CUSIP stands for the “Committee on Uniform Securities Identification Procedures” and a CUSIP number is a unique nine-digit code assigned to North American securities (i.e., financial instruments such as stocks, bonds, etc.) to facilitate clearing and settlement of trades. In simpler terms, CUSIP is a common language shared among financial entities that allows trading floors, institutions, and global markets to function smoothly.
GICS refers to the “Global Industry Classification Standard”, the investment industry’s main methodology of splitting up groups of companies by sector, industry group, industry, and sub-industry. In partnership with MSCI, SPGI determined there are 11 sectors, 24 industry groups, 69 industries, and 158 sub-industries that should capture virtually every business in the world. Each company is assigned one single GICS classification based on numeric and qualitative criteria according to its main business activity. Today, GICS classifies 47,000 active public companies across 120 countries.
Lastly, CRS provides deeper research that builds upon SPGI’s Ratings business to clients. Clients use solutions such as RatingsDirect, RatingsXpress, and Credit Analytics to access credit ratings, data, analytics, and research for exclusive and direct access to critical information needed to make decisions on trading credit and managing risk.
Market Intelligence is a high-quality business with high operating margins. This segment generates substantially all revenues through recurring, subscription-based sources. Most revenues were generated within the US, however, the segment's international reach is vast as well.
Platts is SPGI’s provider of information and benchmark prices for commodity and energy markets. These solutions grant insight into price data, analytics, and industry research. Combined, these insights facilitate the smooth and efficient functioning of global commodity and energy markets.
Platt’s revenue is generated from three main types of sources:
Sales Usage-Based Royalties
Subscription revenues makes up almost all of total Platts revenues and are primarily generated from real-time news, market data, and price assessments subscriptions.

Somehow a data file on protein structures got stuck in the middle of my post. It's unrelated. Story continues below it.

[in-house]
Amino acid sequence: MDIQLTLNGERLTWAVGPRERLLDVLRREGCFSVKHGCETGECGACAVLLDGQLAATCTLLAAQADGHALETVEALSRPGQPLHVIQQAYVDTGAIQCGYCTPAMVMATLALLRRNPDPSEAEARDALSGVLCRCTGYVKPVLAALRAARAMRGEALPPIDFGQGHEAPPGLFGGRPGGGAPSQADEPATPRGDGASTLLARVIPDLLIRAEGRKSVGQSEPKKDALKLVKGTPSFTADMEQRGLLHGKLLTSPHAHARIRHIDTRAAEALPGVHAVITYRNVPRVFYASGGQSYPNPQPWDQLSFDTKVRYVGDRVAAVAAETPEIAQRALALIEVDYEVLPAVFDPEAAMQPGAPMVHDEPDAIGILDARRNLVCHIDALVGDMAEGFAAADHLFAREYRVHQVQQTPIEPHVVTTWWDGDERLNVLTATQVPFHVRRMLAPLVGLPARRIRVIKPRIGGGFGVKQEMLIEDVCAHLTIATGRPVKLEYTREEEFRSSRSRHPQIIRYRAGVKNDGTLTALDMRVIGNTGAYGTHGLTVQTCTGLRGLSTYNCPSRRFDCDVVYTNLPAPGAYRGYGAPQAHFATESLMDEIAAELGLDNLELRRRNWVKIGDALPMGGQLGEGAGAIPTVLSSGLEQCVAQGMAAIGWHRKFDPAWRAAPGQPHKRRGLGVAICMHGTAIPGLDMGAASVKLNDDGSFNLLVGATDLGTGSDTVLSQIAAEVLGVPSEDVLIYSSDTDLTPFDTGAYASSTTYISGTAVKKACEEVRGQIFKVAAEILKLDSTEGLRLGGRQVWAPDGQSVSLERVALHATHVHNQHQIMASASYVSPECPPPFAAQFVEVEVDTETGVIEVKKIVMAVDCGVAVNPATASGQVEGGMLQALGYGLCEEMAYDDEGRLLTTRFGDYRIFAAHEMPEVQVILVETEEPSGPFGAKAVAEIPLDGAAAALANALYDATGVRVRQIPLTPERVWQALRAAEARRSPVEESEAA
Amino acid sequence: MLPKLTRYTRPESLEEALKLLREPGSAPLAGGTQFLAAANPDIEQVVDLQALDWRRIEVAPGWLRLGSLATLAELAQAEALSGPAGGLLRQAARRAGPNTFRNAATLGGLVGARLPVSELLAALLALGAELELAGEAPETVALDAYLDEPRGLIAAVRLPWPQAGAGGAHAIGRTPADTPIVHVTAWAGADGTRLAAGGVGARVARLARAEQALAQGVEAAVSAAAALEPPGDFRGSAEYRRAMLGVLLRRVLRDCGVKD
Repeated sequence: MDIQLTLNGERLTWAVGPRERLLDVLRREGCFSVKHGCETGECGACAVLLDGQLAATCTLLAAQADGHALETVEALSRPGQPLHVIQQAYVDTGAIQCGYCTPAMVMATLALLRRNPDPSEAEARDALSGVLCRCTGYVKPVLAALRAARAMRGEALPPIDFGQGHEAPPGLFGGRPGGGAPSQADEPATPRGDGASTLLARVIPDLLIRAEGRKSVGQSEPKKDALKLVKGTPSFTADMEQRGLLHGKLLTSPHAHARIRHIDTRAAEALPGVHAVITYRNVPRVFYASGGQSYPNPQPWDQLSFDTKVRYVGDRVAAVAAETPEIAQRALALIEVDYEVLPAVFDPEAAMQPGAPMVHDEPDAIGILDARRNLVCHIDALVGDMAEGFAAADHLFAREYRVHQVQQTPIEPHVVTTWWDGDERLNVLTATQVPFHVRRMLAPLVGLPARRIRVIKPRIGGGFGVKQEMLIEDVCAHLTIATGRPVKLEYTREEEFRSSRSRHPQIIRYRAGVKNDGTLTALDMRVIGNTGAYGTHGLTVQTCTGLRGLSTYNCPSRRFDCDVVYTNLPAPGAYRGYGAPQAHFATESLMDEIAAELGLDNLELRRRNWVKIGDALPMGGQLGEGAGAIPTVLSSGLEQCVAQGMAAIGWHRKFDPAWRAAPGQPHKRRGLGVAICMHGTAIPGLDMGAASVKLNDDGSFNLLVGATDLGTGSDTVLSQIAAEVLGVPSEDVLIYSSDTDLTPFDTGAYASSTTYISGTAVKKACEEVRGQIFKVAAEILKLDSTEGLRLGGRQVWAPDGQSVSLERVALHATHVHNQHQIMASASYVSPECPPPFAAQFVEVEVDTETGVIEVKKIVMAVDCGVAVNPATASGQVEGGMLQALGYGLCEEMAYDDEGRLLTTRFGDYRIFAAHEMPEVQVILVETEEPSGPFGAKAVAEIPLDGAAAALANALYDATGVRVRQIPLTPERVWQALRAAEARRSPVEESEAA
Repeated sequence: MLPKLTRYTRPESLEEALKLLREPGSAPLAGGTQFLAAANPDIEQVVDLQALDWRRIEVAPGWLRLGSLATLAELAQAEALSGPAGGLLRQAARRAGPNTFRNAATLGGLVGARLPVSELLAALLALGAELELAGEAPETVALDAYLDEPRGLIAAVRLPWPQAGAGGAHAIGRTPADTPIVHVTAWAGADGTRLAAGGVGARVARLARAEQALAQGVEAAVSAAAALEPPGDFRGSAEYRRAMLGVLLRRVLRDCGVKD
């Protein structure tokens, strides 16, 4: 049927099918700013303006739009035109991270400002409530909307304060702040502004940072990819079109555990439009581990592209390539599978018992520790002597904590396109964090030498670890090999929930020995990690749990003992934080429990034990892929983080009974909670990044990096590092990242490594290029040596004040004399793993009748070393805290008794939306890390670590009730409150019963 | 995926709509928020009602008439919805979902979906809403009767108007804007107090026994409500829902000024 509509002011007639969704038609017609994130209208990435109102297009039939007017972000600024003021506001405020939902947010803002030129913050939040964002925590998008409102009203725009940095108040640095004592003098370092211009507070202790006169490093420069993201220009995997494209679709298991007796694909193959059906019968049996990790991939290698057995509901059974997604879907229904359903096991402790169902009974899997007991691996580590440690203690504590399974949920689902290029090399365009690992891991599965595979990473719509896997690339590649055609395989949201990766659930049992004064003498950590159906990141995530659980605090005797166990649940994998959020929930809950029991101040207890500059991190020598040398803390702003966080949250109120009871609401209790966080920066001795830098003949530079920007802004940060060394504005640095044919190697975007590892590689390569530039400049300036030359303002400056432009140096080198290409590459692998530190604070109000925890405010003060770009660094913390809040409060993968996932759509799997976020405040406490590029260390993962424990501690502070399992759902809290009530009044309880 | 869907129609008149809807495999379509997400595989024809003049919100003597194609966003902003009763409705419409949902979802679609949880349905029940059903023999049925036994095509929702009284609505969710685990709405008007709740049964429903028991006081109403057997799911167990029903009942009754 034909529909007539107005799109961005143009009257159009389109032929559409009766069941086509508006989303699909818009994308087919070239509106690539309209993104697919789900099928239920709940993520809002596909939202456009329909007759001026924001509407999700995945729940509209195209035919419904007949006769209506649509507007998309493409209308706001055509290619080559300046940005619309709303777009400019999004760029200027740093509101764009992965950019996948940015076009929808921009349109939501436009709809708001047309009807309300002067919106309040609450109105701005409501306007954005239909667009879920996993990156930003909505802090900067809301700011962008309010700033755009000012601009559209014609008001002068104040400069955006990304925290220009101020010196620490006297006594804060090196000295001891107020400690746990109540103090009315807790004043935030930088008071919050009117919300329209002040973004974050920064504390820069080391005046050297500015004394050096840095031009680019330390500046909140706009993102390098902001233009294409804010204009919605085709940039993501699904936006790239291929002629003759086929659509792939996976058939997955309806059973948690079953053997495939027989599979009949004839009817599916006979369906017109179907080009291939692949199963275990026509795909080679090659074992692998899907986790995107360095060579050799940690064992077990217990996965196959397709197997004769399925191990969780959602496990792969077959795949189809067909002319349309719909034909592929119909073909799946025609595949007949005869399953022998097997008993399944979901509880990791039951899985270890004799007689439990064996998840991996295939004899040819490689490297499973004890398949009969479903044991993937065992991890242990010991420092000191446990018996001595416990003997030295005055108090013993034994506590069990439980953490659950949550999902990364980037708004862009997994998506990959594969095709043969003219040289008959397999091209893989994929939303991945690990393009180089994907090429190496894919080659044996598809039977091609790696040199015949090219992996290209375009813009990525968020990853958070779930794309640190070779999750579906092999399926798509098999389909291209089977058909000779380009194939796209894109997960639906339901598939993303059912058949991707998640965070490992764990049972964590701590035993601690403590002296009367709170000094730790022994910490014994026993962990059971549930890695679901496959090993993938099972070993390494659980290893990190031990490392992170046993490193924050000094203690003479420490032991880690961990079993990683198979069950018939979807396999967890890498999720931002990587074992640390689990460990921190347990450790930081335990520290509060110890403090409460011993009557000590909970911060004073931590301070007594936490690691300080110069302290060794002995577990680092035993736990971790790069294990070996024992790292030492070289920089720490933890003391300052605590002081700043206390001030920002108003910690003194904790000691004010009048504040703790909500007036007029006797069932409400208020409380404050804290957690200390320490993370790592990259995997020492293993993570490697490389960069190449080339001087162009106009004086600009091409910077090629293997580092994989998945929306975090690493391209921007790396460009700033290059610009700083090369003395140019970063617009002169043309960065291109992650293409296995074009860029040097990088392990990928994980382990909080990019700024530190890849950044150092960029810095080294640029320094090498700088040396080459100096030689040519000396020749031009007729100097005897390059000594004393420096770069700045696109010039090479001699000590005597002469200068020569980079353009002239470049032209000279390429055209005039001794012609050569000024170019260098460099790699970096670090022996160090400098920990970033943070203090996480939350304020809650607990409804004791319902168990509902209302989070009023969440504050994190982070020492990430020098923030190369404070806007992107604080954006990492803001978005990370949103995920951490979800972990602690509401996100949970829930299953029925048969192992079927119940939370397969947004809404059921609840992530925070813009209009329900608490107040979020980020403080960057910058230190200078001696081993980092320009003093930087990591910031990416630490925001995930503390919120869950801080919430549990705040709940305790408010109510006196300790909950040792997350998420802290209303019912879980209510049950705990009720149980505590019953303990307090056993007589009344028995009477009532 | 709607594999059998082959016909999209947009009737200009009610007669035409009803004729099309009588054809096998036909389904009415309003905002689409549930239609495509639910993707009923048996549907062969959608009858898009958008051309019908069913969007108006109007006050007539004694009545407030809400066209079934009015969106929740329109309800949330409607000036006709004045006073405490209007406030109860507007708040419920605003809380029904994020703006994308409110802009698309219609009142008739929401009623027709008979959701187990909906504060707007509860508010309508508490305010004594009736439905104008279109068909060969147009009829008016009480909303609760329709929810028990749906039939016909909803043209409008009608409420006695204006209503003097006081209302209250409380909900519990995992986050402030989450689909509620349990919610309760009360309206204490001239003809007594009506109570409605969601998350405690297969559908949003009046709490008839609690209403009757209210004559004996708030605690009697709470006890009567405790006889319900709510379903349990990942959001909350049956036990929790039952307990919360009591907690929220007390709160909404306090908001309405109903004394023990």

Usage-based royalties are generated from licensing fees related to market price data and price assessments to commodity exchanges.
Non-subscription sales make up a negligible portion of revenues related to conference sponsorships, consulting, and events.
This segment is heavily geared to petroleum markets and to a lesser extent, natural gas, power, and renewables. Unlike Ratings and Market Intelligence, Platts revenues are mainly generated outside the US. It is also extremely profitable – operating margins tend to float around the 50% mark.
S&P Global Platts Revenue Split (Q3 2021)
Source: S&P Global Investor Relations
S&P Dow Jones Indices is in the business of maintaining asset-linked indices to provide investors with benchmarks and tools to monitor stock and bonds markets and work with the finance community to create new financial products.
If S&P Global’s name looks familiar, that’s because it is – it constructs and runs the S&P 500 index as well as other major indices, like the Dow Jones Industrial Average (“DJIA”) and the S&P / TSX 60, Canada’s main stock index.
Specifically, Indices generates revenue from a variety of fee structures that relate to the following sources:
Data and Customized Index Subscriptions
Investment Vehicles generates asset-linked fees from exchange traded funds (“ETF[s]”) and mutual funds that are based on SPGI’s indices, like the aforementioned S&P 500 or DJIA.
Exchange-Traded Derivatives derive revenues from sales usage-base royalties, which are based on trading volumes of derivative contracts. The more these derivatives are purchased by traders and investors, the more money SPGI makes.
Index-Related Licensing makes money based on fixed or variable annual and per-issue fee for a variety of products, namely certain types of derivatives and retail products.
Data and Customized Index Subscriptions refers to fees derived from index fund management, portfolio analytics, and research.
Asset-linked fees from the sources listed above generate the most revenue for the Indices segment. Exchange-Traded Derivatives make up a small portion of Indices revenues and Data and Customized Index Subscriptions do not contribute significantly more.
S&P Dow Jones Indices Revenue Split (Q3 2021)
Source: S&P Global Investor Relations